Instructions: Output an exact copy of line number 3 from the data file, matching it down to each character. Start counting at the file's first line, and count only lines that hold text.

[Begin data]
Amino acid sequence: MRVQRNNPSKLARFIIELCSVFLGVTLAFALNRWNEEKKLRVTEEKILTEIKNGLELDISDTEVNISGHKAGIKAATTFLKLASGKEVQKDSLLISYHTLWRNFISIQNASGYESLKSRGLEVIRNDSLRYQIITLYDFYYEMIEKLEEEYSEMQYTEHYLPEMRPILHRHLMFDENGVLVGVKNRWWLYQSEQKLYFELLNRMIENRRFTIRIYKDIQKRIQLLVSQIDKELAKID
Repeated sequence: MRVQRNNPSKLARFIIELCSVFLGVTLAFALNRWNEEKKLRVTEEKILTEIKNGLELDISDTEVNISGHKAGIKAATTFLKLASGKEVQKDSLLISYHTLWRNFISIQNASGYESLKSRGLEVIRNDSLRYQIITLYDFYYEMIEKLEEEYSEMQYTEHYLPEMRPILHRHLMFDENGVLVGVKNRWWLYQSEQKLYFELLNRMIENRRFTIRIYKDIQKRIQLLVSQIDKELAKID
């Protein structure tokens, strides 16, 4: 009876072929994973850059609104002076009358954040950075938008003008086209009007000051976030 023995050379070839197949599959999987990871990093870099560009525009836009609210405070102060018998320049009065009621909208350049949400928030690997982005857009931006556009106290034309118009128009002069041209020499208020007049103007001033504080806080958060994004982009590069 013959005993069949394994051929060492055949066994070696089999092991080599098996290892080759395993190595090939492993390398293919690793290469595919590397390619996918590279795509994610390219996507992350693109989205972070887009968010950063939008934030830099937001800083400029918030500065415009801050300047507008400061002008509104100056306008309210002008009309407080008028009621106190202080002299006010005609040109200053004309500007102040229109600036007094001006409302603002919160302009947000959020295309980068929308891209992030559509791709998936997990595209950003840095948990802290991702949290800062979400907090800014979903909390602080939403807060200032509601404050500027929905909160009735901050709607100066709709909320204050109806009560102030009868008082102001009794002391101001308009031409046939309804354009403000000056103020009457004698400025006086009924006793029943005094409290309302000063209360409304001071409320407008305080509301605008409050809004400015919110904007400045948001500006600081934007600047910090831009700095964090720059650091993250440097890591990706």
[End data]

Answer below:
């Protein structure tokens, strides 16, 4: 009876072929994973850059609104002076009358954040950075938008003008086209009007000051976030 023995050379070839197949599959999987990871990093870099560009525009836009609210405070102060018998320049009065009621909208350049949400928030690997982005857009931006556009106290034309118009128009002069041209020499208020007049103007001033504080806080958060994004982009590069 013959005993069949394994051929060492055949066994070696089999092991080599098996290892080759395993190595090939492993390398293919690793290469595919590397390619996918590279795509994610390219996507992350693109989205972070887009968010950063939008934030830099937001800083400029918030500065415009801050300047507008400061002008509104100056306008309210002008009309407080008028009621106190202080002299006010005609040109200053004309500007102040229109600036007094001006409302603002919160302009947000959020295309980068929308891209992030559509791709998936997990595209950003840095948990802290991702949290800062979400907090800014979903909390602080939403807060200032509601404050500027929905909160009735901050709607100066709709909320204050109806009560102030009868008082102001009794002391101001308009031409046939309804354009403000000056103020009457004698400025006086009924006793029943005094409290309302000063209360409304001071409320407008305080509301605008409050809004400015919110904007400045948001500006600081934007600047910090831009700095964090720059650091993250440097890591990706």